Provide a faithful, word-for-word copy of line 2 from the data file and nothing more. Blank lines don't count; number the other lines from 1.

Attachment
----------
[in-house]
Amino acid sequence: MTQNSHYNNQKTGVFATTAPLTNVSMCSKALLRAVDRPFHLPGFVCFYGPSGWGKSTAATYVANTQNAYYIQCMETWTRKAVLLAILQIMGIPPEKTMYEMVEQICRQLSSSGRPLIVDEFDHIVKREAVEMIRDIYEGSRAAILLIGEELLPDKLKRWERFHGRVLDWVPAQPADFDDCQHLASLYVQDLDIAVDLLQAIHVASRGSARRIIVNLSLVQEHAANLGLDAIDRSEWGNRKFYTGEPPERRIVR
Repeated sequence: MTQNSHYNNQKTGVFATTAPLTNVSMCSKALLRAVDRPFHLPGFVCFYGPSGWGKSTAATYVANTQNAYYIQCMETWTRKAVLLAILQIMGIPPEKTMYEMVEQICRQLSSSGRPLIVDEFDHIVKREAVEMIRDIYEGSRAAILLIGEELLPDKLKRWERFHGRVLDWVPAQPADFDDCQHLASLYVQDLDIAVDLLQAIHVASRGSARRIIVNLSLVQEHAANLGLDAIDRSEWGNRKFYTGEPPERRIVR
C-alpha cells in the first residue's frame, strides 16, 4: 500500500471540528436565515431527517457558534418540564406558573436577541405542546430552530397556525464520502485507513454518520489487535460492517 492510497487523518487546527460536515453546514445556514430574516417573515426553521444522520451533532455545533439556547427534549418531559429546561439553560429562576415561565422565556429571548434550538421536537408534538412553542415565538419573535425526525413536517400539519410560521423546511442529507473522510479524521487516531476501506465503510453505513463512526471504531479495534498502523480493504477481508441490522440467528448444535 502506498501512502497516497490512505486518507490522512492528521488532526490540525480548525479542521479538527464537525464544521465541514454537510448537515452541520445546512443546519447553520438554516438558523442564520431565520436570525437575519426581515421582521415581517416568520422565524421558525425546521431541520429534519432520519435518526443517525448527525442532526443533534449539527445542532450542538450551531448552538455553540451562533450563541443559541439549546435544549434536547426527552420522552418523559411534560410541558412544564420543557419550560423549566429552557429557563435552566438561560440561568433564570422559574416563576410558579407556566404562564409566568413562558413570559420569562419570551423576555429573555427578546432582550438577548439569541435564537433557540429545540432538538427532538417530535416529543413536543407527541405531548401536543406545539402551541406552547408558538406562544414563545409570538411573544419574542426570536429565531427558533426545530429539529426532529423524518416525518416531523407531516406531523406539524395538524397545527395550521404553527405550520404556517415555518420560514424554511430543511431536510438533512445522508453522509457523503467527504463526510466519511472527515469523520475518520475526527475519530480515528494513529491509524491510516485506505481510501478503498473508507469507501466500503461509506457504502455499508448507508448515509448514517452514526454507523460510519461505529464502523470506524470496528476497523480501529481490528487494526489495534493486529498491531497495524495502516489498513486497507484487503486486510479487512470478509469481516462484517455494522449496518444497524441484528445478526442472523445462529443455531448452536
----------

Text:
Amino acid sequence: MTQNSHYNNQKTGVFATTAPLTNVSMCSKALLRAVDRPFHLPGFVCFYGPSGWGKSTAATYVANTQNAYYIQCMETWTRKAVLLAILQIMGIPPEKTMYEMVEQICRQLSSSGRPLIVDEFDHIVKREAVEMIRDIYEGSRAAILLIGEELLPDKLKRWERFHGRVLDWVPAQPADFDDCQHLASLYVQDLDIAVDLLQAIHVASRGSARRIIVNLSLVQEHAANLGLDAIDRSEWGNRKFYTGEPPERRIVR